Hydrogen is the most common element in the universe, yet it is rarely found in its pure state on earth. Instead, it is bound up in compounds such as water or methane (natural gas). It takes energy and a production facility to produce hydrogen from these compounds.
Just as there are many ways to generate electricity, there are many ways to make hydrogen. Currently, the most cost-effective way is by reforming natural gas – without burning it. But there are even cleaner, more renewable methods. AC Transit is working with two of the most promising options:
- Landfill gas. As organic materials decompose in landfills, they emit methane, an even more potent greenhouse gas than carbon dioxide. Capturing that methane before it goes into the atmosphere prevents some amount of global warming. Using that methane as a source of hydrogen for fuel cell vehicles prevents even more climate change.
- Solar electrolysis. Using clean, renewable, solar electricity (produced onsite) to separate water into hydrogen and oxygen demonstrates the completely renewable potential of fuel cell technology. In fuel cells, the hydrogen and oxygen are recombined, producing electricity for vehicles, and the same amount of water that went into the system in the first place. Beyond powering a fleet of buses, this technology shows one way to store solar or wind-generated electricity for later use.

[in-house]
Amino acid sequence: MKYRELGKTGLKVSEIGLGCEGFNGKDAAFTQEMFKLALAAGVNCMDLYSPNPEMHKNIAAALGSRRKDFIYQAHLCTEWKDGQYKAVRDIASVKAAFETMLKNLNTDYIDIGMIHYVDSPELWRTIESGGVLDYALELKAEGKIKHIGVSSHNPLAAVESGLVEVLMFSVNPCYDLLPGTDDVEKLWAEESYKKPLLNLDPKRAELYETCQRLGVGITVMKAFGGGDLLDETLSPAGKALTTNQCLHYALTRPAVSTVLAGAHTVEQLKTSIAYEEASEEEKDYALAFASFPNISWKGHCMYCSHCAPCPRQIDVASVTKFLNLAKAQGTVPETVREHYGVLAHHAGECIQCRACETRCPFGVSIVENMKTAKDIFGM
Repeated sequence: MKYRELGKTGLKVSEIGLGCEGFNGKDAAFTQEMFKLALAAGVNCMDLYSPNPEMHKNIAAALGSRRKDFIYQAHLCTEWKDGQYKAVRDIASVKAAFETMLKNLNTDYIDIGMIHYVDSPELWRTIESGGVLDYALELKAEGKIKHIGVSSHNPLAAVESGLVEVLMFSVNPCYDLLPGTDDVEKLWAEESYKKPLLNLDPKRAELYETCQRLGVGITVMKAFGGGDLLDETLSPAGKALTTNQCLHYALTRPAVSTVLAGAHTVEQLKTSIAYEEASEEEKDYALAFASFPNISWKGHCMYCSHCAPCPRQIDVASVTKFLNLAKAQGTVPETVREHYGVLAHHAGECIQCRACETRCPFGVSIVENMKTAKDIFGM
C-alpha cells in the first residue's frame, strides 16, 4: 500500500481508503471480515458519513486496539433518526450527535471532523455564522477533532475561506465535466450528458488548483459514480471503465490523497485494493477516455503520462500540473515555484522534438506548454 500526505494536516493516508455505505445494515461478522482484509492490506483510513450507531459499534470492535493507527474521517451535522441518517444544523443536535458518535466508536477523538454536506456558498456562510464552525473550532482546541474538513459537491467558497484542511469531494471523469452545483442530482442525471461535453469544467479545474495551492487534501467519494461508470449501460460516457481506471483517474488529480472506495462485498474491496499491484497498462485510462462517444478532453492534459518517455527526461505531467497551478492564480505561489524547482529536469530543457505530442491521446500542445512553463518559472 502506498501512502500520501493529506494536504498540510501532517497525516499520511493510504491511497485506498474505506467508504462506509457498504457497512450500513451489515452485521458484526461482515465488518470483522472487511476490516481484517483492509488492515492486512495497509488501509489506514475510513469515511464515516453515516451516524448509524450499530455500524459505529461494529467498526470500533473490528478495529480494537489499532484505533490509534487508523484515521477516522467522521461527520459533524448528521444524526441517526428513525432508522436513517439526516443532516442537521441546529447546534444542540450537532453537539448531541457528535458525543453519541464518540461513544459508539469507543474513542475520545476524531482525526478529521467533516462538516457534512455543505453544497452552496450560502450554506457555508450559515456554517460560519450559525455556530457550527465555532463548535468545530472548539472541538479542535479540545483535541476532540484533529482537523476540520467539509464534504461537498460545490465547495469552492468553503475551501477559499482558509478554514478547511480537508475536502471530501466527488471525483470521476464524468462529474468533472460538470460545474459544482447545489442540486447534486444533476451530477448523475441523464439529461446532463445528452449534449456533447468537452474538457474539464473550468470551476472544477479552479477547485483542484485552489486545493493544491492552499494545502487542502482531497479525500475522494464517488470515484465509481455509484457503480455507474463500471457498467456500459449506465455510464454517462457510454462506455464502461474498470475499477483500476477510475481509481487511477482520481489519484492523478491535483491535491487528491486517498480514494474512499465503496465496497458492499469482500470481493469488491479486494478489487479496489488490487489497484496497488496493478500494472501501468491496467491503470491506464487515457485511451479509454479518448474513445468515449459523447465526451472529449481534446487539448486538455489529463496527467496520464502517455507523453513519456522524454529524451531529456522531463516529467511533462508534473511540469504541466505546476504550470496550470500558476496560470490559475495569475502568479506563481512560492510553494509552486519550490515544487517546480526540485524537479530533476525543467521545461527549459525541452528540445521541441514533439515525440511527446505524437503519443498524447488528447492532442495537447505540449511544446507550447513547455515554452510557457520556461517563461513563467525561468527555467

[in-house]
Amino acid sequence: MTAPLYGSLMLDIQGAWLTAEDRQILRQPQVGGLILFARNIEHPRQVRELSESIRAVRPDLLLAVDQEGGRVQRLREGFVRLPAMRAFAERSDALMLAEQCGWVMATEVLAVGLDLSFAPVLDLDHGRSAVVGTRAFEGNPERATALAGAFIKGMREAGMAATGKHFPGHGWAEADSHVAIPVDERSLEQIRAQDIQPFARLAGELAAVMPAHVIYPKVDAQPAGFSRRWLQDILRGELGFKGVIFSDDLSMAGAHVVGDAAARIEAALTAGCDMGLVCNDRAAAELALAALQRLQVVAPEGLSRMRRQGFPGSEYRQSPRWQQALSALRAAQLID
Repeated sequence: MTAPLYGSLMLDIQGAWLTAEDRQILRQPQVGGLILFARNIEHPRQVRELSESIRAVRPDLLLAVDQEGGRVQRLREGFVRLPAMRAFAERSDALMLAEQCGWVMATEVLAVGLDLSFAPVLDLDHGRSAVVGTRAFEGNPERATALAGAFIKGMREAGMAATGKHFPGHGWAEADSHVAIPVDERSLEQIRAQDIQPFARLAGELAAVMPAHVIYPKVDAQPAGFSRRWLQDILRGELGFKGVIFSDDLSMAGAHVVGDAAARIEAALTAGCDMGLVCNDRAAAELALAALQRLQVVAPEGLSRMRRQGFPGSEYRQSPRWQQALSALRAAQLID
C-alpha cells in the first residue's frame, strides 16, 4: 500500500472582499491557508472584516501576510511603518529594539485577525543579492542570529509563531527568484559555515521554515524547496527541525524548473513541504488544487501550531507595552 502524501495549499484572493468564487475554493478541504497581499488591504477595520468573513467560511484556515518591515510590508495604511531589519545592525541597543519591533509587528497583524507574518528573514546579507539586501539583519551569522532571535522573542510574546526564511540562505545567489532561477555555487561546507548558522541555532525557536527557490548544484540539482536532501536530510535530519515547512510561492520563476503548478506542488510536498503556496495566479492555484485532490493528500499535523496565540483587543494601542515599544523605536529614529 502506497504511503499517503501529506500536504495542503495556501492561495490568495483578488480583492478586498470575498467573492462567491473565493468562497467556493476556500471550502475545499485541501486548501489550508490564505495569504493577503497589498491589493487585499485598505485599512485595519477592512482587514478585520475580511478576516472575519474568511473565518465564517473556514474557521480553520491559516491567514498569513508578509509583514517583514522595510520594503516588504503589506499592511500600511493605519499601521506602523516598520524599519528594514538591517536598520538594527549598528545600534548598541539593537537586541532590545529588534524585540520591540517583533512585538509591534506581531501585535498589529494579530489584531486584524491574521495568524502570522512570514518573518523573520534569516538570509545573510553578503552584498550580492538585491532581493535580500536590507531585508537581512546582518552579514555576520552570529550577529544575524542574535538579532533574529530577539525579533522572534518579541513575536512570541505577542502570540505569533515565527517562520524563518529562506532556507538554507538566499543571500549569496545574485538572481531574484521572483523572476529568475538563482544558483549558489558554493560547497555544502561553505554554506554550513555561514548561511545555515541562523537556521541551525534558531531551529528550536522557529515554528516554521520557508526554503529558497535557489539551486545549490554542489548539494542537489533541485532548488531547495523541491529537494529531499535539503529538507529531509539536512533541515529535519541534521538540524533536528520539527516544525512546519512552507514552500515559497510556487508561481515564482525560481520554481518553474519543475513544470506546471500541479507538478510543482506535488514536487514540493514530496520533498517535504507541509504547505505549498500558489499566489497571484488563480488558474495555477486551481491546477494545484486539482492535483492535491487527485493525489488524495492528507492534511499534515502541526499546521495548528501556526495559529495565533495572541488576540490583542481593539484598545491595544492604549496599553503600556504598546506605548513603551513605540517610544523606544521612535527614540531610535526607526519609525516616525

Emeryville Station – Demonstrating Solar Electrolysis
In Emeryville, we have built a state-of-the-art fueling facility that will dispense hydrogen made both from natural gas and from water and solar electricity. Thanks to a major grant from the California Air Resources Board, a dispenser will be accessible to the public for fueling passenger cars. Overall, this station has the capacity to dispense 600kg of hydrogen per day.
Oakland Station – Demonstrating Biogas-fed Stationary Fuel Cells
In Oakland, we are taking an innovative approach to producing hydrogen, as well as to powering AC Transit’s largest operating division. On March 27, 2013, we installed a 420 kW Bloom Energy stationary fuel cell system. Biogas – collected from landfills – feeds the fuel cell, which in turn supplies clean electricity to the entire facility. Electricity from the stationary fuel cell will also power an electrolyzer to produce carbon-neutral hydrogen for our fuel cell buses.
AC Transit’s Stationary Fuel Cells:
- Will reduce greenhouse gas emissions by 1,500 tons/year
- Save over $2 million in energy costs over 10 years
Overall, the Oakland station will have the capacity to dispense 360kg of hydrogen per day, with the capability of increasing capacity by adding additional compressors.